The third global oil price collapse in 13 years has put the oil and gas industry on the back foot. But the energy industry has recovered before – by restructuring and taking advantage of new opportunities.
We take a closer look at what the energy market may look like in the post-Covid-19 era.
Covid-19 Drives down World-Wide Demand for Hydrocarbons
Boom and bust cycles have bedeviled the oil and gas industry since the beginning.
Seasoned workers who’ve experienced downturns before know the drill (pardon the pun) – it’s a time for belt-tightening, cost-cutting, restructuring, and industry consolidation – until the good times come back again.
But this time may be different.
Unlike the most recent oil price crash in 2014 – 2016, the Covid-19 pandemic has led to a precipitous drop in demand for hydrocarbon products that rivals the Great Depression of the 1930s.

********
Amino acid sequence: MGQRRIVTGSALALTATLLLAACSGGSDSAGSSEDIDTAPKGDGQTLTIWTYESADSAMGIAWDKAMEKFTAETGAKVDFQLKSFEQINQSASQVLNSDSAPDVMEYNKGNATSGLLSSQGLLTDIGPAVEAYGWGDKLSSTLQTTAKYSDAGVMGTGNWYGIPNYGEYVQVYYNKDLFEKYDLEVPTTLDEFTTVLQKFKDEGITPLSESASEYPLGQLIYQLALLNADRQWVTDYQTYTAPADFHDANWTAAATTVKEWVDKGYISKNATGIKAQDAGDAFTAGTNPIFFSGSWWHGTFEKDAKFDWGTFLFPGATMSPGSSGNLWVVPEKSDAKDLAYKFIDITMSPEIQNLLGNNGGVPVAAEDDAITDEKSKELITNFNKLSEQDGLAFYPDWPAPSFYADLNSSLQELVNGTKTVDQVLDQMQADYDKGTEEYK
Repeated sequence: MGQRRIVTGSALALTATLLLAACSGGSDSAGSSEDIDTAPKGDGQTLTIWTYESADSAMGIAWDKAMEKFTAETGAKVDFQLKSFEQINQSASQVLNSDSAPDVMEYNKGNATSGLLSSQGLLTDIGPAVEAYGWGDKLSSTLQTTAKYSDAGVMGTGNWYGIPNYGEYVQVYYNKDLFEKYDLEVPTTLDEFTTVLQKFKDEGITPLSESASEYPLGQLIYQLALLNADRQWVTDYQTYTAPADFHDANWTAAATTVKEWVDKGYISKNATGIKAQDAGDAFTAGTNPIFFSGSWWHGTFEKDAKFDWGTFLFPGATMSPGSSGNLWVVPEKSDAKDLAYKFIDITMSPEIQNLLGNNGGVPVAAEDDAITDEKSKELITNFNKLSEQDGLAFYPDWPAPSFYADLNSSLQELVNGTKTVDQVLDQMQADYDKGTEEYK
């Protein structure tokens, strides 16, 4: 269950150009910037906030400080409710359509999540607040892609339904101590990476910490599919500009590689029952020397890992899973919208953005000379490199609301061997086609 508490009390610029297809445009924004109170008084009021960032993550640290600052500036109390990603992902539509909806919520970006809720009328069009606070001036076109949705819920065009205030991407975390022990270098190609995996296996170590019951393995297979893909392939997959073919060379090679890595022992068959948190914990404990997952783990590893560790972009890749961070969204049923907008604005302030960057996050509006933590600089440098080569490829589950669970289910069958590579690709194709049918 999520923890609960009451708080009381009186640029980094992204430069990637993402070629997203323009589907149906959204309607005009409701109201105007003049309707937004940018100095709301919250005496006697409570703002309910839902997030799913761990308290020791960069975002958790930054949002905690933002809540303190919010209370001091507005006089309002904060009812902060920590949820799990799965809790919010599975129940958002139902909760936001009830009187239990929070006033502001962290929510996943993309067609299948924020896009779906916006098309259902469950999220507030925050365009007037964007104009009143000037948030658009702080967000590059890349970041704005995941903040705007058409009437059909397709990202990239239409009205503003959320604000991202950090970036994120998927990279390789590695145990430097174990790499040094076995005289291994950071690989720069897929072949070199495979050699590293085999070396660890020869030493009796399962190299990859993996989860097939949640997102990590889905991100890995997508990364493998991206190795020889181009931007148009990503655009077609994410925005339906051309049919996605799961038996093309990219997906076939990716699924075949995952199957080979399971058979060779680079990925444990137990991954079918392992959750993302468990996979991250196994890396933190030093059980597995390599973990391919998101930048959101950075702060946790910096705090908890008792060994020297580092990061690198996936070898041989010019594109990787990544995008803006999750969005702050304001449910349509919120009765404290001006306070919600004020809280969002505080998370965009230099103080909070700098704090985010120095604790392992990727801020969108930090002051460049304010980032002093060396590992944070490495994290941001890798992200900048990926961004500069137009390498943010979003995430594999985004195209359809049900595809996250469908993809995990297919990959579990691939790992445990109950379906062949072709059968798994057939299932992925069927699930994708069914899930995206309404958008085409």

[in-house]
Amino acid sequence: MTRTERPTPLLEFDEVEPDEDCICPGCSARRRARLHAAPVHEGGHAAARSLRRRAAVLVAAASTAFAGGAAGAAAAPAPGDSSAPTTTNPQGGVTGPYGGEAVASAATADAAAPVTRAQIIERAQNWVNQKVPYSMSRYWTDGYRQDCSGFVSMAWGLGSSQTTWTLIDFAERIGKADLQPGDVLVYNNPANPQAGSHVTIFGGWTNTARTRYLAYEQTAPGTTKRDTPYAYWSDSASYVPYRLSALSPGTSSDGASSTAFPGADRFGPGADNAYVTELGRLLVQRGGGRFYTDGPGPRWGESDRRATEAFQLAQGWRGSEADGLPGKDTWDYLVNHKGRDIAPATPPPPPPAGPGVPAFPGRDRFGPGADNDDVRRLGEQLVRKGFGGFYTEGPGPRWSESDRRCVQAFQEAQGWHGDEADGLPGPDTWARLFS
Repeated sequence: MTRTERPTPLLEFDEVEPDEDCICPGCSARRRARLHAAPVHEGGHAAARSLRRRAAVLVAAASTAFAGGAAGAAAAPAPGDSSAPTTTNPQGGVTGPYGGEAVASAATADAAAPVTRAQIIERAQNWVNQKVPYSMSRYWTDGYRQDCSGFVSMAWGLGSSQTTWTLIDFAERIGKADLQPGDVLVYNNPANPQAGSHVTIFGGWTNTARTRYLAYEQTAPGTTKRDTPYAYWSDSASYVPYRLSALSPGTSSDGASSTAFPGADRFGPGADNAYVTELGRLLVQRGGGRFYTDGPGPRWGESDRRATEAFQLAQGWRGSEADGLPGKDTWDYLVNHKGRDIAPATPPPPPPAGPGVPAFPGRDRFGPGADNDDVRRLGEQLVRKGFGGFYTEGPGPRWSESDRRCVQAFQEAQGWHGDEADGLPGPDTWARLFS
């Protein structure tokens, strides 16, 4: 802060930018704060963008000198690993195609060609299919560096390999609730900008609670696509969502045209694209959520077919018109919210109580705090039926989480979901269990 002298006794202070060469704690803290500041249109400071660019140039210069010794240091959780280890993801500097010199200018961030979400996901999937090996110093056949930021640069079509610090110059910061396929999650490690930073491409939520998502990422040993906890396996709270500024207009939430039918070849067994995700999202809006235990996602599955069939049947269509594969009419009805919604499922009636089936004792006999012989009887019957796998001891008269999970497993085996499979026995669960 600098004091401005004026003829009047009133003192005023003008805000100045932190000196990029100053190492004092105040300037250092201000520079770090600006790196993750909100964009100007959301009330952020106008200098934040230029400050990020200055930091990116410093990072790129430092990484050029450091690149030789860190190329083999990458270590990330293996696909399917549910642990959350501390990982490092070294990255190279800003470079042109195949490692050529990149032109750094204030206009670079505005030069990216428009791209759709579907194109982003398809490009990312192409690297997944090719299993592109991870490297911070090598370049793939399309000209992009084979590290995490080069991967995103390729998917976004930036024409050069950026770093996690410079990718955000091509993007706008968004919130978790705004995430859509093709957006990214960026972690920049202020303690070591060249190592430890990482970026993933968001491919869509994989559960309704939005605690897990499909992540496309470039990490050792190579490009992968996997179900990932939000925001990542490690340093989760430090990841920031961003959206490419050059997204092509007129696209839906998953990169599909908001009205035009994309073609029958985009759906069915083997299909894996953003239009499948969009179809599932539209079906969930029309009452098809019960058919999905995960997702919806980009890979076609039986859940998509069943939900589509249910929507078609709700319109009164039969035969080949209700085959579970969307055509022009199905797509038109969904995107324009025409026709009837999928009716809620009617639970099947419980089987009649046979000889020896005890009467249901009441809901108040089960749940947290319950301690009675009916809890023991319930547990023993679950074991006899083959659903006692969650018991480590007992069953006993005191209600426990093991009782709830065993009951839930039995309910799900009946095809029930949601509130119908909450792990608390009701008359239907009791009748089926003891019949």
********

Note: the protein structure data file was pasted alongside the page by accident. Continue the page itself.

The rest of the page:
Demand from nearly every sector that uses oil and gas is down.
Automotive Transportation Demand
- The economic shutdowns in the second and third quarters of this year drove down gasoline usage dramatically, as workers stayed at home and avoided commuting trips.
Airline Transportation Demand
- Airlines have been operating on skeleton schedules during much of the pandemic as demand for air travel fell off a cliff. Travel restrictions to Canada, Europe, New Zealand, and Australia have compounded the drop in demand.
Electric Generation Demand
- On many days during 2020, wind and solar generation have overtaken conventional fossil fuel electricity production. Working from home has balanced out consumer demand, but slowdowns in industrial production during the height of the pandemic shutdown have curtailed energy demand.
Petrochemical Demand (plastics, fertilizers, fabrics, construction materials, etc.)